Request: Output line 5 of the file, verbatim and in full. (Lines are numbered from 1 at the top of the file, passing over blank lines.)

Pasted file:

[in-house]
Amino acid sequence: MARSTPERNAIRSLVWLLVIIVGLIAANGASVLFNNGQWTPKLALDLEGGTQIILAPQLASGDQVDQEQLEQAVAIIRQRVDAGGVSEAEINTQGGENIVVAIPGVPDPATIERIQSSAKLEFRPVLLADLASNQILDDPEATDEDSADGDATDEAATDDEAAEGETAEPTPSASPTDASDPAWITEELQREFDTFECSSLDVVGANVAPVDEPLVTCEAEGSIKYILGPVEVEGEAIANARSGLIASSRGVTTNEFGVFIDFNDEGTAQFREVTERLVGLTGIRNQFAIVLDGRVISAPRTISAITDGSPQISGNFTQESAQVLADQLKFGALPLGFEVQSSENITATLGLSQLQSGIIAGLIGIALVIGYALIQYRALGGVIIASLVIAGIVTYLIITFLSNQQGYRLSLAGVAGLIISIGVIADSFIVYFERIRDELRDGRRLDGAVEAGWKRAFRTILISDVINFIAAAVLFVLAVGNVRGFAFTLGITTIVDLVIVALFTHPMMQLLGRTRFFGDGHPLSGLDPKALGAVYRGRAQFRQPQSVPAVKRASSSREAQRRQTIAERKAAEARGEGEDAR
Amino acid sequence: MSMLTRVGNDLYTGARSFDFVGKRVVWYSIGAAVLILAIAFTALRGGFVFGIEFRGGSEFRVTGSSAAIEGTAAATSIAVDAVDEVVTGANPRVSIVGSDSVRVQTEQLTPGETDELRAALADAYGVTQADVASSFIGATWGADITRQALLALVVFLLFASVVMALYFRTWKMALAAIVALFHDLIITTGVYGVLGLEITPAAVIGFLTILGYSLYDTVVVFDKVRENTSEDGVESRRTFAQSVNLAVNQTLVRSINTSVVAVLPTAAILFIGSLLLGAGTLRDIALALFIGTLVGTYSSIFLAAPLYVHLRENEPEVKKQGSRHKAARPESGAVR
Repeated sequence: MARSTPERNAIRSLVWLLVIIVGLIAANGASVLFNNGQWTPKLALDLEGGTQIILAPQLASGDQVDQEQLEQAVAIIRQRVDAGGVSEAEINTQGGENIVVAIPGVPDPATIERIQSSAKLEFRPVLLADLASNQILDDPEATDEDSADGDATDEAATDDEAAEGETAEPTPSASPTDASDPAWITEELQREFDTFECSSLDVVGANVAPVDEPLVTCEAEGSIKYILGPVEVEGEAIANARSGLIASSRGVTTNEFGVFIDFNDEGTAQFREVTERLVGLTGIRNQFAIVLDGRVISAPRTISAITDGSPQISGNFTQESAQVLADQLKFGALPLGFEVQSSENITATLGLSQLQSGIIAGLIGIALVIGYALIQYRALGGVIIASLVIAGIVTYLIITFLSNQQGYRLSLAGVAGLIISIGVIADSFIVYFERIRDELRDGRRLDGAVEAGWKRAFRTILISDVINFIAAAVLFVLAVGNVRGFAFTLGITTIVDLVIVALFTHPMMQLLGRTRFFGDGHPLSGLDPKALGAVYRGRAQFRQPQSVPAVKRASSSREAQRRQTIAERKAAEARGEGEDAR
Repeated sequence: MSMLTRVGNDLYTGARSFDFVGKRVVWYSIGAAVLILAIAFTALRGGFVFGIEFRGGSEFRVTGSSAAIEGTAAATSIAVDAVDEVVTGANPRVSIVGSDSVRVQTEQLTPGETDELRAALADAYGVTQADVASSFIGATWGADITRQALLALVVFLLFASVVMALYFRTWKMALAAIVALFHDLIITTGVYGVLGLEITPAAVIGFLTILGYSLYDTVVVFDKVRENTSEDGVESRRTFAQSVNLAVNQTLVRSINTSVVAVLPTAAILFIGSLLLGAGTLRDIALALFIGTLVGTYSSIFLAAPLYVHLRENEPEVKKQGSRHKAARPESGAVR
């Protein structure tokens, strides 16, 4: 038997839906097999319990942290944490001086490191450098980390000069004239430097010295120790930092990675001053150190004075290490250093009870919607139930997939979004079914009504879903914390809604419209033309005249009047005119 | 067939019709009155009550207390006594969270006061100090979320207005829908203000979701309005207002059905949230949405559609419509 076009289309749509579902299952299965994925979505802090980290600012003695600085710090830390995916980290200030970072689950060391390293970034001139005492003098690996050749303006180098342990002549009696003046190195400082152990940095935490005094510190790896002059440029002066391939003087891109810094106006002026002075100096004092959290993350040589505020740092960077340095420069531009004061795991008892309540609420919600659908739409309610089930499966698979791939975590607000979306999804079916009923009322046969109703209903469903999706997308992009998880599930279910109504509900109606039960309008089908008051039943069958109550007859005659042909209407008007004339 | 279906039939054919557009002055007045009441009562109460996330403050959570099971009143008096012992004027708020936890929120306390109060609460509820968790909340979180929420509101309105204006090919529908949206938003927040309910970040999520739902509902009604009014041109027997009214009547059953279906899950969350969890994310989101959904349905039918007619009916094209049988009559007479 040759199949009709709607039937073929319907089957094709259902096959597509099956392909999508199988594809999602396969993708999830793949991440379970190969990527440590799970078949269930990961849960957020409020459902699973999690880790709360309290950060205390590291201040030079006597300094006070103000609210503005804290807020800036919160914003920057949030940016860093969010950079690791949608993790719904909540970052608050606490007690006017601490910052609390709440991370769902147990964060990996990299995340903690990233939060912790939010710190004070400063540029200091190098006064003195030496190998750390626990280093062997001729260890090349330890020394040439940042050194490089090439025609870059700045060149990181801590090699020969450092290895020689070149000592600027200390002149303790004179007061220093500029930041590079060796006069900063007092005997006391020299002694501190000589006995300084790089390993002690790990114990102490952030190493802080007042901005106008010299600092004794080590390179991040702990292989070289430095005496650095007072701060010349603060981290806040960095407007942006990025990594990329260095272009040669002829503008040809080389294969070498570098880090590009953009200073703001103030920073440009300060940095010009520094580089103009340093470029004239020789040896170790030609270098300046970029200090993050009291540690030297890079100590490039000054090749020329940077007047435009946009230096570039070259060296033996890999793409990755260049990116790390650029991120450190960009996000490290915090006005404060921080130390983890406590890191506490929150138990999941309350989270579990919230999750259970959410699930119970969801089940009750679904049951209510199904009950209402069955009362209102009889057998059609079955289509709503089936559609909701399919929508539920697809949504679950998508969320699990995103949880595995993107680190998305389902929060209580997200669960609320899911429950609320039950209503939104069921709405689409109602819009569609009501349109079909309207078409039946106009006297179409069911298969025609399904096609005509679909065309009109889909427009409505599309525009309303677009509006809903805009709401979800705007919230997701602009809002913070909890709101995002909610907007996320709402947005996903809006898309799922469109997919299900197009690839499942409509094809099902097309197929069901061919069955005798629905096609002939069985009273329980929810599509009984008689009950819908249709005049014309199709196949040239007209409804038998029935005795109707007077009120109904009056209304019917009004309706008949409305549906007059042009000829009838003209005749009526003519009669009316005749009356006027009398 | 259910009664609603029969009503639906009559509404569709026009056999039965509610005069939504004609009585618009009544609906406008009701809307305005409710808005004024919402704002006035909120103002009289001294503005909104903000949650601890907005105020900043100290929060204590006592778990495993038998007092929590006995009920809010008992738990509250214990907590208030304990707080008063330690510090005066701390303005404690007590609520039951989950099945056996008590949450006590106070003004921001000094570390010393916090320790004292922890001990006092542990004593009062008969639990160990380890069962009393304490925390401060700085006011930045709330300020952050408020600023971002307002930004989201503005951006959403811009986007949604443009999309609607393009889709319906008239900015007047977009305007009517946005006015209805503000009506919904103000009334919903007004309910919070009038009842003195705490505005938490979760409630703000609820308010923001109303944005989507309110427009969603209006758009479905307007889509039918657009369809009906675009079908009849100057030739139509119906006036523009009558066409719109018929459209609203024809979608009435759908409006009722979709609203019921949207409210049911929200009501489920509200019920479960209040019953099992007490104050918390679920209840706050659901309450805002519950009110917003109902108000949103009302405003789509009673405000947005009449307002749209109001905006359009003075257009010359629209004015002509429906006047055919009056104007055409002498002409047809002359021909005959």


Repeated sequence: MSMLTRVGNDLYTGARSFDFVGKRVVWYSIGAAVLILAIAFTALRGGFVFGIEFRGGSEFRVTGSSAAIEGTAAATSIAVDAVDEVVTGANPRVSIVGSDSVRVQTEQLTPGETDELRAALADAYGVTQADVASSFIGATWGADITRQALLALVVFLLFASVVMALYFRTWKMALAAIVALFHDLIITTGVYGVLGLEITPAAVIGFLTILGYSLYDTVVVFDKVRENTSEDGVESRRTFAQSVNLAVNQTLVRSINTSVVAVLPTAAILFIGSLLLGAGTLRDIALALFIGTLVGTYSSIFLAAPLYVHLRENEPEVKKQGSRHKAARPESGAVR